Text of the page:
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Feeling jealous affects perception, study finds Add to ...

To make their point that "jealousy really is blinding," researchers from the University of Delaware made their female subjects jump through a series of cruel and unusual hoops.

The study, which appears in the current issue of the journal Emotion (published by the American Psychological Association), involved heterosexual couples who were taking introductory psychology courses.

The couples were asked to sit close to each other at different computers, separated by a curtain. Both men and women then participated in a "rapid attention task."

The women were asked to spot pictures of landscapes flashing by in a stream of images. They were to do this while ignoring other images that occasionally flicked by, photos of "graphic violence, distress, and medical trauma" sustained by animals and people, including a woman being attacked by a man wearing pantyhose on his head.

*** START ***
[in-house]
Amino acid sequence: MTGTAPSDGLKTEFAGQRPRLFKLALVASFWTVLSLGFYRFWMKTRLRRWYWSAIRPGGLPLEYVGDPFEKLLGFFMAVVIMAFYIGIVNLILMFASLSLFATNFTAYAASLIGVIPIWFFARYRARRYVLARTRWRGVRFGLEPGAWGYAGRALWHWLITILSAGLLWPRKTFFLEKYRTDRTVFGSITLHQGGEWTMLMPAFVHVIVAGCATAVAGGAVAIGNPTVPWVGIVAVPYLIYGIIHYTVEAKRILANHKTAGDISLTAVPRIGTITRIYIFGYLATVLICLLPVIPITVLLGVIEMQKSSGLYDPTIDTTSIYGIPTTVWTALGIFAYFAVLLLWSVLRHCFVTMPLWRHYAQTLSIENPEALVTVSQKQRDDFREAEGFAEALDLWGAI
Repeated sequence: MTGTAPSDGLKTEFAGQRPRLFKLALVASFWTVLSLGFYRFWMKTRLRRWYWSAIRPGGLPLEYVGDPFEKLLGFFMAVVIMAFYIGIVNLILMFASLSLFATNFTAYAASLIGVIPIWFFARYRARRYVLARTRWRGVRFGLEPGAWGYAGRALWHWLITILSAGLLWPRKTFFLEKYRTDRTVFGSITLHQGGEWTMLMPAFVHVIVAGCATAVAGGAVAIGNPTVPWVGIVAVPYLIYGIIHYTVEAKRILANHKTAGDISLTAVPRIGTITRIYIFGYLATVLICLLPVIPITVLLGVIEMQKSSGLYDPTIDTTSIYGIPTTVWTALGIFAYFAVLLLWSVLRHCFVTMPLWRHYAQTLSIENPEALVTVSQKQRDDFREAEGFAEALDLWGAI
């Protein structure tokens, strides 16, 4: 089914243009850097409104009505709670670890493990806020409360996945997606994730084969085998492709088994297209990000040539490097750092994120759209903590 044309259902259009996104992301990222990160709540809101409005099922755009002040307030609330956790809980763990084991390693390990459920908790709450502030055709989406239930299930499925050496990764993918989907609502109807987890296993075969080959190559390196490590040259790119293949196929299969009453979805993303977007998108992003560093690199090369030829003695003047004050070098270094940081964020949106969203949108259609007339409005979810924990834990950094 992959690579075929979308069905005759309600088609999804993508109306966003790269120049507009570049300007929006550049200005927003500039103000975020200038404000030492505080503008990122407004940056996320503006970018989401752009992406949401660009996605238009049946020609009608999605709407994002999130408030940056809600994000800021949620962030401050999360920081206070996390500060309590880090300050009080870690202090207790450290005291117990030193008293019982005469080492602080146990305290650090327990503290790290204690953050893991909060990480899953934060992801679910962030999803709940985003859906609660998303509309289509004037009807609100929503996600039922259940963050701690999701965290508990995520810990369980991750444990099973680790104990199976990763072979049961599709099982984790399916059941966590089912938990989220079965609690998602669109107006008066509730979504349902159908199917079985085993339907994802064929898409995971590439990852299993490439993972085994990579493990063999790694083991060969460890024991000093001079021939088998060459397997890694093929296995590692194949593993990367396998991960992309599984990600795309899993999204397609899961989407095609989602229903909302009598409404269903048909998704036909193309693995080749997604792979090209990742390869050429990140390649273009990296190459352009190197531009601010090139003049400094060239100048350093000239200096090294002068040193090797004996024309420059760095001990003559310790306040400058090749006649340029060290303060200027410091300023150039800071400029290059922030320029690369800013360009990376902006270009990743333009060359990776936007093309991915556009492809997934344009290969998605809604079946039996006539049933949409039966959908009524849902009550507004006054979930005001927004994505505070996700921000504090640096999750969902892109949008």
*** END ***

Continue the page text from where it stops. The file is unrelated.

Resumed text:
The men meanwhile, were asked to rate the attractiveness of landscapes on their screens. Partway through the experiment, one of the researchers announced to each partner in the couple that the men would now be appraising photos of single women, some of whom were on campus. (This was later revealed to be a lie; the women's pictures were amassed from the Web.)

At the end of the experiment, the women were asked how perturbed they were about their partners rating the attractiveness of other women. The more jealous the women reported feeling, the more distracted they became by the gruesome images, so much so that they could no longer spy the landscapes.

The researchers dubbed this "emotion-induced blindness."

The study was funded by a grant from the National Institute of Mental Health.

Zosia Bielski

 

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